Everything Everything: A Fever Dream – sheer musical ambition wins the day

Thu, Aug 17, 2017, 12:39


A Fever Dream

Everything Everything

Sony RCA


Four albums in, and Everything Everything still seem like the kind of band that simply shouldn’t work in today’s musical climate. Over the last seven years, the Manchester-based four-piece have been creating a back catalogue of leftfield, eccentric pop music that tentatively (perhaps accidentally) straddles commerciality, staying the course while most of their erstwhile peers have fallen by the wayside.

Where do they pick up after the self-confessed “horror bible” that was 2015’s Get to Heaven? While that album’s lyrical content was inspired by Jonathan Higgs’s devotion to rolling news channels on their year off touring (and the dismay found within), these songs are a little less lyrically pointed, although there is still room to shoehorn in a hearty dose of realism here and there.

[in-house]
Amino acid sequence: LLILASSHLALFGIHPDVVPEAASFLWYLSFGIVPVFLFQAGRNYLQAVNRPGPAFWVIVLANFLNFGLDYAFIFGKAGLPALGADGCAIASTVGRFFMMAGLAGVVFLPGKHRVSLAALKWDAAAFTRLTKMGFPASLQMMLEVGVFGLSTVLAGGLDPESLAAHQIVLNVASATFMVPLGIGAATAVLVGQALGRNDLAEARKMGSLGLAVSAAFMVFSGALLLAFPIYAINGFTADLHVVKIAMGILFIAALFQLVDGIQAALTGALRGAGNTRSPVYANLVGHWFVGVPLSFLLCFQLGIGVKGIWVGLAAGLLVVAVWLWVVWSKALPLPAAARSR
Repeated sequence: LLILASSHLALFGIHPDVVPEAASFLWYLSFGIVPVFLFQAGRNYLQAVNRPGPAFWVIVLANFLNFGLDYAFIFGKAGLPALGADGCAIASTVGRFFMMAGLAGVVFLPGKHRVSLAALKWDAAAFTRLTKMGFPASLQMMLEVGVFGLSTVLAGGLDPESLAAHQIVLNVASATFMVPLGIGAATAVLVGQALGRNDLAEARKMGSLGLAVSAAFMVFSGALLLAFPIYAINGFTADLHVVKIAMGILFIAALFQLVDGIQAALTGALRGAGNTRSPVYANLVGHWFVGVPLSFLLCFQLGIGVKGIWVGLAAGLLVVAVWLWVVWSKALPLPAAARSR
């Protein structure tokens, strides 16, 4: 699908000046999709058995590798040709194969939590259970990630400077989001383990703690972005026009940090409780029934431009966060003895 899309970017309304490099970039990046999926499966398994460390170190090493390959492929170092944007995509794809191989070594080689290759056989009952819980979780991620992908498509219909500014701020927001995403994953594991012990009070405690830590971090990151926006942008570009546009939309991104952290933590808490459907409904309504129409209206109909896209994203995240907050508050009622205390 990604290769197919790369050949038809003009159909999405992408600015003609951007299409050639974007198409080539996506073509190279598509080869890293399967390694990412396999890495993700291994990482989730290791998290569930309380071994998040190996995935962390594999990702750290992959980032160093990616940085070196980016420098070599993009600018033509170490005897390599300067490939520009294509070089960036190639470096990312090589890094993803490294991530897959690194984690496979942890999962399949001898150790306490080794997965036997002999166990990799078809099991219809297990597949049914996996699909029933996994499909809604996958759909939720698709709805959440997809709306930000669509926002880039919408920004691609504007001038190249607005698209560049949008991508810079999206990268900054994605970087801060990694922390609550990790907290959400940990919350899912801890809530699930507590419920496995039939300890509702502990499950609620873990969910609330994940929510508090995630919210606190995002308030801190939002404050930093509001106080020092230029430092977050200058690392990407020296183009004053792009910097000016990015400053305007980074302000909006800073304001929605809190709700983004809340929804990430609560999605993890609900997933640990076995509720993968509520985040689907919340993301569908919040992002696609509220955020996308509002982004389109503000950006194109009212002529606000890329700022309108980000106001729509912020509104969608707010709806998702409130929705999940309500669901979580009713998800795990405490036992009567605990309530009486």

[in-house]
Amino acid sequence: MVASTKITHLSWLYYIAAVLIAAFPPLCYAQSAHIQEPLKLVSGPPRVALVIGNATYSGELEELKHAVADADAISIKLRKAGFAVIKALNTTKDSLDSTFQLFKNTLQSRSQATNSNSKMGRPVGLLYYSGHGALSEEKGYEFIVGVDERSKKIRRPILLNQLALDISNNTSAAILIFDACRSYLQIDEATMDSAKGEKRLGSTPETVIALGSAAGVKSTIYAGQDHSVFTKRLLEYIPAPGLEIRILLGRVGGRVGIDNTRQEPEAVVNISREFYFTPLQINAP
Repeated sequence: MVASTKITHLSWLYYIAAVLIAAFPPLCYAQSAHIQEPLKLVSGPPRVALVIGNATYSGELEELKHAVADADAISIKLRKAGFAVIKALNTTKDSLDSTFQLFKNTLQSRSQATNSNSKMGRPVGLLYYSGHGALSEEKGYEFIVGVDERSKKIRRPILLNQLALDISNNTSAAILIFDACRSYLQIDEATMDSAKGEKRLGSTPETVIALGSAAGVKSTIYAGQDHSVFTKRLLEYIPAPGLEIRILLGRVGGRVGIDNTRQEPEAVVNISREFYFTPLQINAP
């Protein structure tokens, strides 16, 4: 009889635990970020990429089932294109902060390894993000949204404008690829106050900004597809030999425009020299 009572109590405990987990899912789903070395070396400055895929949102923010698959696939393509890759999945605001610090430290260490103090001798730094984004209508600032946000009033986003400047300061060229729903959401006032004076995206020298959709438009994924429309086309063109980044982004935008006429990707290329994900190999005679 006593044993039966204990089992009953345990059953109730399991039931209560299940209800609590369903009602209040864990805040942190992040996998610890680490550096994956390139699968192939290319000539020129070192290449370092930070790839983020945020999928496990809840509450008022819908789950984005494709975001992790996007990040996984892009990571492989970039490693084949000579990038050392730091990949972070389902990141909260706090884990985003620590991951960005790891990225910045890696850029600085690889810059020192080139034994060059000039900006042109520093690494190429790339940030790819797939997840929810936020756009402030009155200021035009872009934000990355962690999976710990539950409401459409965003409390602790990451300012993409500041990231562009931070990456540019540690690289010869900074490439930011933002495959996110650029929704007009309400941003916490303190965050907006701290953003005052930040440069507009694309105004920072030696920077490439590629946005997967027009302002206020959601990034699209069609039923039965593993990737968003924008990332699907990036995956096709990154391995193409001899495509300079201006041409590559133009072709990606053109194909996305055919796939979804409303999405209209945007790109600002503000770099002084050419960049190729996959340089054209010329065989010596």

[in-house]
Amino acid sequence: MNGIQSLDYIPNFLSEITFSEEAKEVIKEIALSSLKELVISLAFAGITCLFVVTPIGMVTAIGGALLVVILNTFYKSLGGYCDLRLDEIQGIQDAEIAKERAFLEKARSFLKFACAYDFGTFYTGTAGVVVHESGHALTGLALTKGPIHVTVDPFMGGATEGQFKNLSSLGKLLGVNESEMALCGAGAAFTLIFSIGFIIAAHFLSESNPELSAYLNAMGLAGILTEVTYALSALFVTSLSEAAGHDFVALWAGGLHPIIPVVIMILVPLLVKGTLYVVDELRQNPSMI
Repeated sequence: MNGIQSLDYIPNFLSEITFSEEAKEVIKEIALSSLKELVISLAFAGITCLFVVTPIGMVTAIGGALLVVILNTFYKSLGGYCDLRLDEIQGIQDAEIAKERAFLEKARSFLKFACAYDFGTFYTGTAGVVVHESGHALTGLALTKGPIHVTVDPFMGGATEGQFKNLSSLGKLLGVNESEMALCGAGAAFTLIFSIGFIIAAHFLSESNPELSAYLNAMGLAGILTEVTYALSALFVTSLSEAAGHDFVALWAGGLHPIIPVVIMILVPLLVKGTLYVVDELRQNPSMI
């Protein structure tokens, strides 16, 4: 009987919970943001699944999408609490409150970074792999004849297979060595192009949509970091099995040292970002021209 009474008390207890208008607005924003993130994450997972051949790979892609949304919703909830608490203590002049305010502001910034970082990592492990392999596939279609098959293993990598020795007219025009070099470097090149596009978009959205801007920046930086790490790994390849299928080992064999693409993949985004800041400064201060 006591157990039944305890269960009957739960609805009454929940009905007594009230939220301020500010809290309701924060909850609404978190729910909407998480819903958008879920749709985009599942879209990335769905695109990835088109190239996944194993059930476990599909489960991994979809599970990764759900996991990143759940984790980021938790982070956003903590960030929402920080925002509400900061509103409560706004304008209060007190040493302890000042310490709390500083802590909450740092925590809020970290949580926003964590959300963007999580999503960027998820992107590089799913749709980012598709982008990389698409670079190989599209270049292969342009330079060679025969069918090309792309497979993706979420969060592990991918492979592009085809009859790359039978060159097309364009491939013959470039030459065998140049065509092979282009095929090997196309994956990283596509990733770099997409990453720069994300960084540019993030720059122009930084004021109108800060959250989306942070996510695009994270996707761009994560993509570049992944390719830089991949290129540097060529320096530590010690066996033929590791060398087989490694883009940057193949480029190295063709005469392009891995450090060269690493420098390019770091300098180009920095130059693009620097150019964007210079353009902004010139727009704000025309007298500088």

Still, while Higgs’s lyric sheet may have run the gamut from “oblique” to “candid” in the past, Everything Everything are the band that they are because of their sheer musical ambition. With producer James Ford steering them here, that same enthusiasm is in full flight on the zooming, glittering syncopation of Night of the Long Knives, the cantering beat of Desire, the skitterish synths that give way to a Jimmy Somerville-style chorus on Can’t Do, the rocky crash-bang-wallop of Run the Numbers and the exhilarating Ivory Tower.

Even their softer moments pack a punch; the title track begins with an elegiac piano riff before building to a hands-in-the-air climax, while New Deep hears Higgs lonesomely opine, “Is there something wrong with all of this, or is there something wrong with me?” You may ask yourself the same question throughout this album – yet Everything Everything remain one of the only bands that you can dance joyfully to songs with lyrics like “Pin the bunting on the gallows”. There’s a lot to be said for that, you know. everything-everything.co.uk